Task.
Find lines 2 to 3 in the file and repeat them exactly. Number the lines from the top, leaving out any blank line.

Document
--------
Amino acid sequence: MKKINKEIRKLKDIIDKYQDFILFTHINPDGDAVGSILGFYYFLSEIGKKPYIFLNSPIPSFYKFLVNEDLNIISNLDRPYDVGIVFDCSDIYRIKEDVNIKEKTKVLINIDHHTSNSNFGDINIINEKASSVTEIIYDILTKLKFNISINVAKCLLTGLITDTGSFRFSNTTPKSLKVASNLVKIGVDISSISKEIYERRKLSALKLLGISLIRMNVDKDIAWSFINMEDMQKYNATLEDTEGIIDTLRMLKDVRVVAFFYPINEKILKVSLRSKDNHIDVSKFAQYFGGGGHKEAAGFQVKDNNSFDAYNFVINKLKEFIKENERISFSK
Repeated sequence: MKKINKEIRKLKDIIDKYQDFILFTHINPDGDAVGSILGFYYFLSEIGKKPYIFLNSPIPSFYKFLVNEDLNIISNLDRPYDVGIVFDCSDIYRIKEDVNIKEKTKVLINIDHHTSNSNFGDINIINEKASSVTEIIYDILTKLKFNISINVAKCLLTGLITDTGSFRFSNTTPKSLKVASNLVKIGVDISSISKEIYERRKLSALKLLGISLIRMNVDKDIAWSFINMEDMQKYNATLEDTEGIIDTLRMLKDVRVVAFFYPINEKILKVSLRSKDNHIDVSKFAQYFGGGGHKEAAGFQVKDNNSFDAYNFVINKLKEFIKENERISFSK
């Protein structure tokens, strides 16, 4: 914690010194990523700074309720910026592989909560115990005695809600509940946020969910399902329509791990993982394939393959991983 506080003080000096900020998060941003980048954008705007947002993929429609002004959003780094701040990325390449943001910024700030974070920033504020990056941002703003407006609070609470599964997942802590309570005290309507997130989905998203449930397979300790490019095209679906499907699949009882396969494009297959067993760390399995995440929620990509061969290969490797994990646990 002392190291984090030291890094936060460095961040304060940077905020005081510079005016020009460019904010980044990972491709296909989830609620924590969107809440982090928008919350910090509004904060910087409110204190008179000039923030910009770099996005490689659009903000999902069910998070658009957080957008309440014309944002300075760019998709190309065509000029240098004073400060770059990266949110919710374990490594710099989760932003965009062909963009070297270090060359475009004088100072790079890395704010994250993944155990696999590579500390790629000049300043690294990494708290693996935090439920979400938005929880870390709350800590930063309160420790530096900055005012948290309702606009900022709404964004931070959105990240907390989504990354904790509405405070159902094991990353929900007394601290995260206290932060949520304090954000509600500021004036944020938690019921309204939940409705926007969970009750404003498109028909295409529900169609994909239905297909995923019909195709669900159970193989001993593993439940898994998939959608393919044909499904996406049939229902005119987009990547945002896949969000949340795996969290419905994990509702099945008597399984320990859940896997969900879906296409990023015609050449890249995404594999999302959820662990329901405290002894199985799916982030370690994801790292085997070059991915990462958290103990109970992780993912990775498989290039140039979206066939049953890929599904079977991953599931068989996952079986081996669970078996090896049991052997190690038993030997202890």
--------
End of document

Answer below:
Repeated sequence: MKKINKEIRKLKDIIDKYQDFILFTHINPDGDAVGSILGFYYFLSEIGKKPYIFLNSPIPSFYKFLVNEDLNIISNLDRPYDVGIVFDCSDIYRIKEDVNIKEKTKVLINIDHHTSNSNFGDINIINEKASSVTEIIYDILTKLKFNISINVAKCLLTGLITDTGSFRFSNTTPKSLKVASNLVKIGVDISSISKEIYERRKLSALKLLGISLIRMNVDKDIAWSFINMEDMQKYNATLEDTEGIIDTLRMLKDVRVVAFFYPINEKILKVSLRSKDNHIDVSKFAQYFGGGGHKEAAGFQVKDNNSFDAYNFVINKLKEFIKENERISFSK
């Protein structure tokens, strides 16, 4: 914690010194990523700074309720910026592989909560115990005695809600509940946020969910399902329509791990993982394939393959991983 506080003080000096900020998060941003980048954008705007947002993929429609002004959003780094701040990325390449943001910024700030974070920033504020990056941002703003407006609070609470599964997942802590309570005290309507997130989905998203449930397979300790490019095209679906499907699949009882396969494009297959067993760390399995995440929620990509061969290969490797994990646990 002392190291984090030291890094936060460095961040304060940077905020005081510079005016020009460019904010980044990972491709296909989830609620924590969107809440982090928008919350910090509004904060910087409110204190008179000039923030910009770099996005490689659009903000999902069910998070658009957080957008309440014309944002300075760019998709190309065509000029240098004073400060770059990266949110919710374990490594710099989760932003965009062909963009070297270090060359475009004088100072790079890395704010994250993944155990696999590579500390790629000049300043690294990494708290693996935090439920979400938005929880870390709350800590930063309160420790530096900055005012948290309702606009900022709404964004931070959105990240907390989504990354904790509405405070159902094991990353929900007394601290995260206290932060949520304090954000509600500021004036944020938690019921309204939940409705926007969970009750404003498109028909295409529900169609994909239905297909995923019909195709669900159970193989001993593993439940898994998939959608393919044909499904996406049939229902005119987009990547945002896949969000949340795996969290419905994990509702099945008597399984320990859940896997969900879906296409990023015609050449890249995404594999999302959820662990329901405290002894199985799916982030370690994801790292085997070059991915990462958290103990109970992780993912990775498989290039140039979206066939049953890929599904079977991953599931068989996952079986081996669970078996090896049991052997190690038993030997202890």